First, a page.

To make the songs even more accessible, Lamore took a cue from landmark 1998 Massive Attack album Mezzanine, which featured guest vocalists Elizabeth Fraser of Cocteau Twins, Horace Andy, and Sarah Jay. “There needed to be vocal tracks [on LOOM] because it’s the easiest way for most people to digest music,” she says simply. “I had this list of people that I knew from different projects or from word of mouth or I had seen them perform live, and I always kept in the beck of my mind that I would love to do something with them.” Besides Hopkins, these include the honeyed vocals of UK singer Cherise on hypnotic cut “Pollen,” a wistful Ana Benabdelkarim (a.k.a. Silly Boy Blue) on atmospheric album closer “Warmblood,” and her own manipulated vocal on “Currents.”

With the band she’s assembled, Lamore should have no trouble translating these kinetic, mesmerizing tracks on tour, even if they have to get creative with vocal features and samples. It’s how she originally envisioned sharing them, after all. Japanese video and performance artist Akiko Nakayama, who directed “The Dark” video, has created visuals for the show.

While LOOM positions Uèle Lamore as a genre-defying producer well worth keeping an eye on, she still has humbling moments. Recently, she attempted to show a young skateboarder some of her old tricks. “I had forgotten that I hadn’t skated in like ten years right? So I go, ‘Yeah kiddo, this is how you do this, let me show you,’ and I took his board… and I just like completely fall,” she laughs. “Him and his little friends started making fun of me and my friends. My ego just fell in the toilet.”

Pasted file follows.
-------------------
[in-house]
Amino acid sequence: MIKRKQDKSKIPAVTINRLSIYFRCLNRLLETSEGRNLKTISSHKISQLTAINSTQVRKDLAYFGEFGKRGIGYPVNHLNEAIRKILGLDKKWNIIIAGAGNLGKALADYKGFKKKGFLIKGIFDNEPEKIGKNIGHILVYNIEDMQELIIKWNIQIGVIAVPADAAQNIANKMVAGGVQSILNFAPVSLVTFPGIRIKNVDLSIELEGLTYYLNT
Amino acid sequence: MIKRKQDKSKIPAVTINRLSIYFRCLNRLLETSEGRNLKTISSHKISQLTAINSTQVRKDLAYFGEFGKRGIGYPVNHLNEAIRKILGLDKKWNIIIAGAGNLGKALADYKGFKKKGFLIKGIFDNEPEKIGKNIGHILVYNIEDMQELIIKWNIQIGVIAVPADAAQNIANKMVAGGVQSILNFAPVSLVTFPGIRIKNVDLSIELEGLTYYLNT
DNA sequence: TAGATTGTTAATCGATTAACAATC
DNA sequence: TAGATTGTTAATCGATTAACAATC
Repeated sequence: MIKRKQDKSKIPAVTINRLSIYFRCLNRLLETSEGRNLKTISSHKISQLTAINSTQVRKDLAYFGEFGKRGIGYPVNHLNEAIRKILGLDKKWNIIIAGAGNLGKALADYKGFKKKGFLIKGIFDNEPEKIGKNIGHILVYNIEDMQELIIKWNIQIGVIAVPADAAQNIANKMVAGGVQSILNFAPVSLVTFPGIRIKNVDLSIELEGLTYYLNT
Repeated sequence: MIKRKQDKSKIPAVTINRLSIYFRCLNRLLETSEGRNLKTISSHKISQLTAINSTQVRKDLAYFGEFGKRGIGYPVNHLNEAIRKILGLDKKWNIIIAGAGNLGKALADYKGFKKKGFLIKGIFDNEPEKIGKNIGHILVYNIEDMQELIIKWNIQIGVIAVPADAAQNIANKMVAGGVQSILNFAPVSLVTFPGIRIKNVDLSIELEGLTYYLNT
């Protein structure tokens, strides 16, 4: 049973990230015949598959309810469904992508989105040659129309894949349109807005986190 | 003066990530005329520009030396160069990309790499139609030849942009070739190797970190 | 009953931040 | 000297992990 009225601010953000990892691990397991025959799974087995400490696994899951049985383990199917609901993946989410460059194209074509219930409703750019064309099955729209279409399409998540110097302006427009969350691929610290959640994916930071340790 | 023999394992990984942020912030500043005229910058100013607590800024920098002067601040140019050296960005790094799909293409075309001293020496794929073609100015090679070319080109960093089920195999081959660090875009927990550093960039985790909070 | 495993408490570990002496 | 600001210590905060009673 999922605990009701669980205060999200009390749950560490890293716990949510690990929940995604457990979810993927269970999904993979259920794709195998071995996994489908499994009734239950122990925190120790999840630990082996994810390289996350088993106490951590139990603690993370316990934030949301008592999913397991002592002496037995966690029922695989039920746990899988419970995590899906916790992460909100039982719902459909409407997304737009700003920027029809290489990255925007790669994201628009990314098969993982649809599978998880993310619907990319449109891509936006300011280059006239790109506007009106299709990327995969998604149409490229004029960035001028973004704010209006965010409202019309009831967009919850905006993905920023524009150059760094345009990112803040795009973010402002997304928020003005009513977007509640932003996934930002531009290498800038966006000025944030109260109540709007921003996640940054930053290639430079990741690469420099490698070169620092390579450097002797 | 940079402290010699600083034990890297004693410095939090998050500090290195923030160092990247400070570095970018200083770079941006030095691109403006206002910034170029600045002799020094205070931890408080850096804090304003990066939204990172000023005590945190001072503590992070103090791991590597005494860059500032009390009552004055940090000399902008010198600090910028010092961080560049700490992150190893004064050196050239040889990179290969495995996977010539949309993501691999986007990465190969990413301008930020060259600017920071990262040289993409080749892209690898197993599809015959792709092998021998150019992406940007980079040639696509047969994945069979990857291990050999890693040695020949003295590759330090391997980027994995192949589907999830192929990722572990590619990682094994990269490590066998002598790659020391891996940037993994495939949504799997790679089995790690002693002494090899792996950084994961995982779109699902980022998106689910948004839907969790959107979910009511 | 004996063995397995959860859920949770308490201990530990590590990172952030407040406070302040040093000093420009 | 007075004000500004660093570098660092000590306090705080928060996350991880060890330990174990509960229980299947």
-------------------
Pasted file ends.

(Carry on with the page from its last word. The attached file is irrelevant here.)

Follow Uèle Lamore on Instagram and Facebook for ongoing updates.

Khari Unleashes Institutionalized Sequel to This Is How We Feel EP Series

Photo Credit: Noir Media

Khari continues his hard-hitting three-part EP series This Is How We Feel with Act 2 (Institutionalized). Picking up where Act 1 (Trapped) left off, the Cincinnati native continues to balance harrowing lyricism with thoughtful ruminations about racism, the criminal justice system, mental health and more. Production is handled by Courtney Kemper, G1, AvAtor Hughes, Nick Burke and Maaster Matt, with features from Kamiylah Faatin and Paris.